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Research at Northern California

Research

Anyone who has known a child born with a congenital disorder, paralyzed in an accident or challenged by a complex medical condition knows that hope and healing are inseparable. The dream that scientific breakthroughs will give doctors the tools and medicines needed to cure disease is a real one. At Shriners Hospitals for Children – Northern California, David Pleasure, M.D., Director of Research, leads doctors and scientists as they work collaboratively to find new ways to heal children with complex medical needs. Research studies are headquartered in the Institute of Pediatric Regenerative Medicine (IPRM), a joint project of Shriners Hospitals for Children and the University of California, Davis School of Medicine. Located inside the Northern California Shriners Hospital, the IPRM is home to an international team of scientists devoted to bringing discoveries from the research laboratory to the bedside.
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David Pleasure, MD:

Shriners Northern California has a number of different clinical programs; one in burns, one in orthopedics, one in spinal cord and one in general surgery. The research side of things makes an effort to cover those areas as well. Our research is aimed at improving the care of kids with all of those.

Diana Farmer, MD:

The most exciting thing about being a surgeon scientist is that we can bring the bedside to the bench and the bench to the bedside all of the time. We see the problems in real time that need to be solved, and we take them back to our research labs and work on them immediately. That is one of the great things about being a translational scientist, as we call it.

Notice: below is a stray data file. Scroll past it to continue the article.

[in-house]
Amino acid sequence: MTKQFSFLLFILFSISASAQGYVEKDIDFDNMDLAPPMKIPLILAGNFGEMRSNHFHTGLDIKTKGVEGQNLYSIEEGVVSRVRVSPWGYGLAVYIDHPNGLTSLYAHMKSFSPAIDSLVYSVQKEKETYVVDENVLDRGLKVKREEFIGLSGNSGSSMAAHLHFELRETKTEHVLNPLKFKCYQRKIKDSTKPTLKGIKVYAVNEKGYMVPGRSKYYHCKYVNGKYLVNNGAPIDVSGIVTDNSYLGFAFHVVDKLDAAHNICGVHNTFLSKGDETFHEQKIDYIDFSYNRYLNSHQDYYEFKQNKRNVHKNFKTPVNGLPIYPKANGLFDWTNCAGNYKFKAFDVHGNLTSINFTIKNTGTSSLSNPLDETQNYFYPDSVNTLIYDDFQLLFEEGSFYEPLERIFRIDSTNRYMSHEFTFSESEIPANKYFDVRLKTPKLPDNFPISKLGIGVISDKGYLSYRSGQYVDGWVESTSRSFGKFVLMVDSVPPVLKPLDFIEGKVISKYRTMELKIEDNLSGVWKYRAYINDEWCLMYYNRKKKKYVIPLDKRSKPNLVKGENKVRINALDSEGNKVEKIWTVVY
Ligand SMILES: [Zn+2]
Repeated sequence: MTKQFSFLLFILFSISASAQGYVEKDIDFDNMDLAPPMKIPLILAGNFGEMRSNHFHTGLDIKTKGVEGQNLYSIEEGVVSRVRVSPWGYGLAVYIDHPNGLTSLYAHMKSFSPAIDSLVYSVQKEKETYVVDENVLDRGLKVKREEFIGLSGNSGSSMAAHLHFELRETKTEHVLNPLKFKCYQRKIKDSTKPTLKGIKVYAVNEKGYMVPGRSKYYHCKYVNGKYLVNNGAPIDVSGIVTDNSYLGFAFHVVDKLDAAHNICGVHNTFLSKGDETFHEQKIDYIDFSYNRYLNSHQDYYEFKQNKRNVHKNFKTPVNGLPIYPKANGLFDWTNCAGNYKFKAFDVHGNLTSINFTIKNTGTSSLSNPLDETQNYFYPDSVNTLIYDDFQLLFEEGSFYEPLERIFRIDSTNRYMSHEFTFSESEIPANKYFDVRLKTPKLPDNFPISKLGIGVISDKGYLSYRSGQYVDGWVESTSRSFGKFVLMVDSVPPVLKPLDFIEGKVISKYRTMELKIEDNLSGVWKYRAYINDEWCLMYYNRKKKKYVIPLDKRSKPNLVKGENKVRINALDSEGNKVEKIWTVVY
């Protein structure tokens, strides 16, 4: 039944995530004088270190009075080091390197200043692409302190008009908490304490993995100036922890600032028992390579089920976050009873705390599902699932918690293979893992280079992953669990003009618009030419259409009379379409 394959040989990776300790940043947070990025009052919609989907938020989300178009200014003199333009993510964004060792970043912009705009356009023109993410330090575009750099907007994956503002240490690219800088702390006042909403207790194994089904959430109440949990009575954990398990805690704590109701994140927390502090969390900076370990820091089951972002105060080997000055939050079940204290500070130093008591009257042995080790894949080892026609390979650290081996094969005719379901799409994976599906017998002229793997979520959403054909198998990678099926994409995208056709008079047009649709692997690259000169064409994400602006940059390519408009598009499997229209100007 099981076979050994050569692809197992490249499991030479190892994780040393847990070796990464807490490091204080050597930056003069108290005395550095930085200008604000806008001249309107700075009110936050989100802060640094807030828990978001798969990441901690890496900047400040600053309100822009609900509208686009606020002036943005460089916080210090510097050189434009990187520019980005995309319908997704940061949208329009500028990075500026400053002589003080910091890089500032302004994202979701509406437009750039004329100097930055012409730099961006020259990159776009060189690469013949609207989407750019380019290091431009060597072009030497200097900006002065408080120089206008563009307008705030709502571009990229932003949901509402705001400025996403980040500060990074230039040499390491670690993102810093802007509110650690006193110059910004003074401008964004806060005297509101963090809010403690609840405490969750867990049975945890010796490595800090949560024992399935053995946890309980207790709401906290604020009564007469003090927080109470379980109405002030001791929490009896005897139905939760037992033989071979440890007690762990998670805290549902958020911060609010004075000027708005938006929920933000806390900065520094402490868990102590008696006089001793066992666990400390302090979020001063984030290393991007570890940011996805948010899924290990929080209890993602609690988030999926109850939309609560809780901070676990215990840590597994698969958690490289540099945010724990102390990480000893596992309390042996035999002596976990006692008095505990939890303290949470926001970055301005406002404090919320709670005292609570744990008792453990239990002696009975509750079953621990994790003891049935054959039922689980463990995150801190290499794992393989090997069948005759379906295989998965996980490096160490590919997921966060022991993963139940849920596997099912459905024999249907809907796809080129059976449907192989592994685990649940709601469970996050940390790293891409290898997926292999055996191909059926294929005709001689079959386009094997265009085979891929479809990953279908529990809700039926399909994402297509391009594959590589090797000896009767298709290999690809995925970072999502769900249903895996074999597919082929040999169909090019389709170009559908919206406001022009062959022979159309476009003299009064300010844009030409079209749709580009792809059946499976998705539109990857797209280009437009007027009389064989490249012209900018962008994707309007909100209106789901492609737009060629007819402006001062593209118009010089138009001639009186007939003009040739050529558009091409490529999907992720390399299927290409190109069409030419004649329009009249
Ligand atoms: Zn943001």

Loren Davidson, MD:

The exciting areas of research for spinal cord injury include stem cells, regenerating neural tissue, and also electrical stimulation to the spinal cord in areas below the level of injury. Historically, we had thought that electrical stimulation below the level of injury, late after the injury, really wouldn't have much meaningful impact, meaning it wasn't possible to have much change in neurologic function a year or more after injury. We're finding that we need to rethink that because we're actually able to see patients with spinal cord injury regain function years after what we thought was a now permanent chronic condition.

David Greenhalgh, MD:

A lot of the research that the entire burn program at Shriners really advanced how we survive after burns and how people do, not only survive, but progress to as normal life as possible has been incredible.

Lewis Wentworth:

As a result of the research that's done by the Shriners Hospitals, we can provide a better service to our patients who are our children. They're our kids.

David Pleasure, MD:

So I think we have a catalytic function. We want to have a worldwide impact, not just an impact within the Shriners system.